According to the Court, this meant that Xella Hungary could rely on the freedom of establishment guaranteed by the Treaty to challenge the legality of the measures imposed on it by the Hungarian authorities via their FDI rules.

    This is an especially important reminder that, in principle, companies based in the EU, which are owned or otherwise controlled by non-EU investors, will benefit from the protection of the provisions relating to the basic EU freedoms in the same way as EU companies controlled or owned by EU investors.

    This finding does not necessarily call into question EEA Member States' ability to treat acquisitions made by non-EU investors via EU companies differently from those by EU-controlled companies (e.g., by requiring notification of acquisitions of small non-controlling stakes by such companies while such filings are not requested from companies controlled by EU entities). The Court recognized that an acquisition by EU companies controlled by non-EU investors may require a more careful review. The Court cited, for instance, situations in which "the foreign investor is directly or indirectly controlled by the government, including state bodies or armed forces, of a third country" or in which an EU based entity was used to circumvent Member State FDI rules1.

    However, except in a specific and narrow set of circumstances, if a company is registered in the EU, it will benefit from the fundamental freedoms of the EU Treaties, independently from the origin of its shareholders or controlling entities. Therefore, limits placed on such a company's ability to invest in other EU companies will have to be justified and proportionate within the meaning of the Court's existing case law.

    Member States' FDI rules may only impose restrictions on investments made by EU based companies if such restrictions are justified and proportionate

    As indicated above, the Budapest High Court had queried the compatibility of the Proposed Transaction's prohibition with EU law, specifically the rules on free movement of capital e.g., Article 65(1)(b) TFEU. The Court was quick to note that the Transaction concerned the outright acquisition of the target and thus would have allowed Xella to establish itself the field of the target's business in Hungary. Therefore, the prohibition decision constituted, in effect, an impediment to the freedom of establishment rather than free movement of capital.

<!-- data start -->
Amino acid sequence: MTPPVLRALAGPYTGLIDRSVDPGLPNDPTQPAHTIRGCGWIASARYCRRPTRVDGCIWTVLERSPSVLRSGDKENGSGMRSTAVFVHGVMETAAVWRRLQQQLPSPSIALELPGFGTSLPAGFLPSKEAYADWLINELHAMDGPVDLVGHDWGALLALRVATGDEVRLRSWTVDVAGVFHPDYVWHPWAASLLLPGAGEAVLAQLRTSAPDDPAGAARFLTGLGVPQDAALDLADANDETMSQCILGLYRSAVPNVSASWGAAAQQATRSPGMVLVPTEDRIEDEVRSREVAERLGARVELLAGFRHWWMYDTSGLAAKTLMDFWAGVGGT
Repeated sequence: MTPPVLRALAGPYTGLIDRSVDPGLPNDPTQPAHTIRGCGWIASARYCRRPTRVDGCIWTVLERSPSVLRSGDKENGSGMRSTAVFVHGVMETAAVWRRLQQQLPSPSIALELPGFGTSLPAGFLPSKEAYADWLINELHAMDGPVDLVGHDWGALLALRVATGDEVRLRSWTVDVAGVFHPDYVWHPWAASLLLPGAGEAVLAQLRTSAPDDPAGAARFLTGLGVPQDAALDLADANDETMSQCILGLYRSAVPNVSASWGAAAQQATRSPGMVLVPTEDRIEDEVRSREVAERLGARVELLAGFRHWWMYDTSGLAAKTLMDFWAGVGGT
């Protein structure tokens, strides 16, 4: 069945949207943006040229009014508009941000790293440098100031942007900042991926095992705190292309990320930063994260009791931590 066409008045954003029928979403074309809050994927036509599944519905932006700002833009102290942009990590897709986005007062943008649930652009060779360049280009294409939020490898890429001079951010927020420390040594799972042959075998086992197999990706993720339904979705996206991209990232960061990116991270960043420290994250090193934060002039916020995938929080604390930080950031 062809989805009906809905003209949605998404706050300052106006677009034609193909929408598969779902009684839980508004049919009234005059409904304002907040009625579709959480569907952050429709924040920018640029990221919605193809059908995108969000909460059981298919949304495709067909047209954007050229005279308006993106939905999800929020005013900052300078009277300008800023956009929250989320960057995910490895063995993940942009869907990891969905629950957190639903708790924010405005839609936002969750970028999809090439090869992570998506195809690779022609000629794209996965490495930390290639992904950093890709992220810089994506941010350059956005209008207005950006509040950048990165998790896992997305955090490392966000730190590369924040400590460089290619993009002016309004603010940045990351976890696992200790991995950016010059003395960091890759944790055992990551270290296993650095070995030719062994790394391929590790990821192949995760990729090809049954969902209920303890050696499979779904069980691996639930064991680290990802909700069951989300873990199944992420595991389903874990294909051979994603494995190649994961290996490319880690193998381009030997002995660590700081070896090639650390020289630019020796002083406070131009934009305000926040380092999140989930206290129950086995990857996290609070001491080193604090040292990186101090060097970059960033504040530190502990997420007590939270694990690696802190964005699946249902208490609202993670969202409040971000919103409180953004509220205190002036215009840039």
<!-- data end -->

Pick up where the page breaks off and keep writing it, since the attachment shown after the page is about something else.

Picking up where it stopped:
However, the principles adopted by the Court in its judgment are, in our view, equally applicable to measures restricting free movement of capital in the EU - such as those restricting or prohibiting the acquisition of minority shareholdings (rather than an outright acquisitions).

    The Court readily found that FDI rules can constitute obstacles to the freedom of establishment. In this case, the obstacle was especially serious as it prevented Xella exercising the freedom of establishment.

    However, the notion of what constitutes an obstacle to a fundamental freedom is broad and would likely also include the imposition of a notification obligation, especially if accompanied by a stand-still obligation and/or heavy fines for violations. We tend to think that most, if not all, FDI regimes in place in EEA Member States could be viewed as creating obstacles to the fundamental freedoms protected by the Treaty.

    The Court further noted that, according to its case law, limits on EU companies' ability to invest in other companies in the EU/EEA can be compatible with EU law only if they pursue "an objective in the public interest or the guarantee of a service of general interest".

    The Court stressed that such exceptions should be interpreted restrictively, and Member States cannot determine the scope and modalities of their FDI regimes unilaterally without oversight from the EU institutions. Member States must demonstrate that the FDI rules are necessary to protect "a fundamental interest of society" against a "genuine and sufficiently serious threat".

    The Court noted that that limits on investments in activities or public services in the petroleum, telecommunications, or energy sectors could be justified due to the importance of such products and services for the general interest.